dozmuffinxc (dozmuffinxc) wrote,

JABC #7: "Mr. Darcy, Vampyre" by Amanda Grange

I'm perilously behind on my Jane Austen Bicentenary Challenge. The summer wedding season (not to be confused with the London Season) took me by storm and sucked up my spare time, and I'm just now able to write up my most recent contributions to the challenge, including this silly bit of adapted flibberty-gibbet.

I recently discovered the beautiful, local library located no more than 5 minutes from my house, and I have already made half a dozen trips thereto. On one such trip, I dove into the card catalogue for anything related to Pride and Prejudice, and I came across this particular ermagerdvampires!version. I'd read parts of it before but never had a chance to finish, and while I was aware that it wasn't brilliant literature, I thought it was worth a go. I wasn't terribly disappointed, so here's my review:

Mr. Darcy, Vampyre picks up where P&P leaves off: specifically, on the very wedding day of Jane and Elizabeth Bennets to the Misters Bingley and Darcy, respectively. Elizabeth notices right away that there is something amiss about her groom as he seems alternately desperately in love with her and tortured by some hidden grief. The truth of the matter is not resolved until the final chapters of the book when she realizes that Mr. Darcy is, in fact, a (*GASP*) vampyre, thus his reticence to marry her and his subsequent angst because he cannot consummate the marriage for fear he will curse her, as well.

The novel is full of vampire cliches, everything from garlic being unsavory and crosses with their attendant discomforts to a glimpse of Mr. D in bat form. Grange plays with the idea that different "families" of vampires have different quirks, and that while he has a reflection in mirrored surfaces, he cannot be out of doors at sunset or sunrise for fear of becoming translucent, but the novel still lacks in originality in a way that cannot help but let down the reader.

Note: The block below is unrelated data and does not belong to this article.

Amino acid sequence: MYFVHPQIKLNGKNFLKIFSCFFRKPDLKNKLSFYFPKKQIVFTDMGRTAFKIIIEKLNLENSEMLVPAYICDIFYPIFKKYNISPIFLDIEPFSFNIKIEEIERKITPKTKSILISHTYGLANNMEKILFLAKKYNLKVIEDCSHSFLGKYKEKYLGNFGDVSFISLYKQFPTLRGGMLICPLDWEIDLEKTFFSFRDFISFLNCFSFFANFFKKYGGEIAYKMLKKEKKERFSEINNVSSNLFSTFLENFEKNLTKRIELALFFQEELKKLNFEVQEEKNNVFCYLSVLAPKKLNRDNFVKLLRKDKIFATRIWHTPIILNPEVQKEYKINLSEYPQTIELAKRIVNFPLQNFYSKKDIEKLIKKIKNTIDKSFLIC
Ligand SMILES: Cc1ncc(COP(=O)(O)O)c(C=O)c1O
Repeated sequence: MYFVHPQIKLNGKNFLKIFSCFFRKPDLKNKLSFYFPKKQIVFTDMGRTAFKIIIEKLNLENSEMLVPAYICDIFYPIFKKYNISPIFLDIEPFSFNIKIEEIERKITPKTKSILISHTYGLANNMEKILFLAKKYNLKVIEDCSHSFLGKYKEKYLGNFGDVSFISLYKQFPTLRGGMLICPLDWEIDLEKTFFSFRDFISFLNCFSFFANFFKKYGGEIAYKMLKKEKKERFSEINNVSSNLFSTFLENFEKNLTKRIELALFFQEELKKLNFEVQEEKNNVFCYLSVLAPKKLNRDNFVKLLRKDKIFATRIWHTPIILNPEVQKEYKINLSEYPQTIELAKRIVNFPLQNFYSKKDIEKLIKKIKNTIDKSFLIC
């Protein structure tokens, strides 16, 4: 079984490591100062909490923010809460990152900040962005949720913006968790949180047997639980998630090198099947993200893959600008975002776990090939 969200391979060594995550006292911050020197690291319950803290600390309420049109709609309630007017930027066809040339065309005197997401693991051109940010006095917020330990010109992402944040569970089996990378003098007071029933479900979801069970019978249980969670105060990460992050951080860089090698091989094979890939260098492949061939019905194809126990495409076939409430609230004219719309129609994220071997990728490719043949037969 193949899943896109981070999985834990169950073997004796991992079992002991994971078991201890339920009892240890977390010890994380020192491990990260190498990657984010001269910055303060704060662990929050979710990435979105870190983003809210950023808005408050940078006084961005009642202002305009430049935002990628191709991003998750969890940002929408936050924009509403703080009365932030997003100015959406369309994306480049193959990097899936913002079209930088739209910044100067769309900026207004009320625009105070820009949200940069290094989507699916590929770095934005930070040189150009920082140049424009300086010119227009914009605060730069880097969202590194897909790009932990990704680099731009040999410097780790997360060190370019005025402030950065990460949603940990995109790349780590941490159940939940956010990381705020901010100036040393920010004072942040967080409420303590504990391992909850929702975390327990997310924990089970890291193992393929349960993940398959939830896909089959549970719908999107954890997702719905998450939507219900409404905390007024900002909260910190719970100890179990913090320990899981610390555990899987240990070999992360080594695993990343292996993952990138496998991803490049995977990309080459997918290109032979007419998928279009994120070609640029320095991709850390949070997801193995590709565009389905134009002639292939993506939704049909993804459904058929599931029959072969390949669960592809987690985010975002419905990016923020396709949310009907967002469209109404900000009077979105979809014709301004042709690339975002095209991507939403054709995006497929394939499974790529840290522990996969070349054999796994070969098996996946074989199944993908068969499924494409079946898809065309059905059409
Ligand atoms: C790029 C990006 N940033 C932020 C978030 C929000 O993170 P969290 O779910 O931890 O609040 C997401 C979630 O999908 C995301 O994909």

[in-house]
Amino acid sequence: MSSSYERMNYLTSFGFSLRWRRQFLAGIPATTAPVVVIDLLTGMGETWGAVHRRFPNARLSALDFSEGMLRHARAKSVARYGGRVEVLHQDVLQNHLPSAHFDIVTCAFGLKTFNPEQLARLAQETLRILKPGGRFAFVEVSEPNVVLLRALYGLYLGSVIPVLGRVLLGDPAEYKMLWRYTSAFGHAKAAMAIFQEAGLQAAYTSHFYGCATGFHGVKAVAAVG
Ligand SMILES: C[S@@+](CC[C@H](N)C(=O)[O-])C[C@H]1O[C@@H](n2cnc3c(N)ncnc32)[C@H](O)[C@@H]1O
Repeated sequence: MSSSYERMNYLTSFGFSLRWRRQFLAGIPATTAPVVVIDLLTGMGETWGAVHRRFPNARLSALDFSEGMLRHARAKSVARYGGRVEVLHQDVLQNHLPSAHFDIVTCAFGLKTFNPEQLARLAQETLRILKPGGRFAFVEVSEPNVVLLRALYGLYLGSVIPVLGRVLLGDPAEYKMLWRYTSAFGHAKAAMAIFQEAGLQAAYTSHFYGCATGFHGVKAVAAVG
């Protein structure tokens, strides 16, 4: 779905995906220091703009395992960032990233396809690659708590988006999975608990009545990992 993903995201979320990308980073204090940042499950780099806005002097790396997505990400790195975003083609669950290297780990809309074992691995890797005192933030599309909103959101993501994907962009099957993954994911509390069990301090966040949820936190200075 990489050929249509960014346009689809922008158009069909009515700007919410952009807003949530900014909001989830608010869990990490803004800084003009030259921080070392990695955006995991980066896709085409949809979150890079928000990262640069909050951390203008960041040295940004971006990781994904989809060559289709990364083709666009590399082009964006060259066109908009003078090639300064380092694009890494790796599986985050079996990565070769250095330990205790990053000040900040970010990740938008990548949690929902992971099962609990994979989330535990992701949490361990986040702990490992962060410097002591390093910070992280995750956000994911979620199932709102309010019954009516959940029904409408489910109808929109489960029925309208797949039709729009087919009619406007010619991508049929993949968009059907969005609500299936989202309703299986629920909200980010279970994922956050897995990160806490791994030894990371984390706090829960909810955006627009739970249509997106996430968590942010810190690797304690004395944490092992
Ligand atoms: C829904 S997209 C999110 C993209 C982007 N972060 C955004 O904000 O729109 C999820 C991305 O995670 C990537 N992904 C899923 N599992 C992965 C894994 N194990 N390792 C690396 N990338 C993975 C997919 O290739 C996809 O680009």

Grange's writing style is decent, and while she has some peculiar turns-of-phrase that she repeats at intervals throughout, I had no great complaints on this count. I appreciated a particular conversation between Elizabeth and an Italian prince wherein the fact that Elizabeth had no designs on Darcy and didn't consider him a potential mate even with his 10,000 pounds is discussed that I thought was quite witty in the author to include.

It seemed like much was left out as concerns some of the minor characters, including the main villain (a mysterious, unnamed "Ancient One") whose claim on Elizabeth is never really fully explained (does his version of "prima nochte" include sex, vampire conversion, or both?). I wonder whether Grange was setting her readership up for a sequel, as the story is left open on a number of counts. The ending struck me as a bit of a cop-out, coming all at once and in one fell swoop at the very end of the book and being executed in deux ex machina fashion, all of the Darcys' problems being solved by one odd traipse into an ancient temple.

All in all, Mr. Darcy, Vampyre proved an interesting read, and I would probably give it 3 out of 5 opossums.
Tags: jane austen bicentenary challenge 2013

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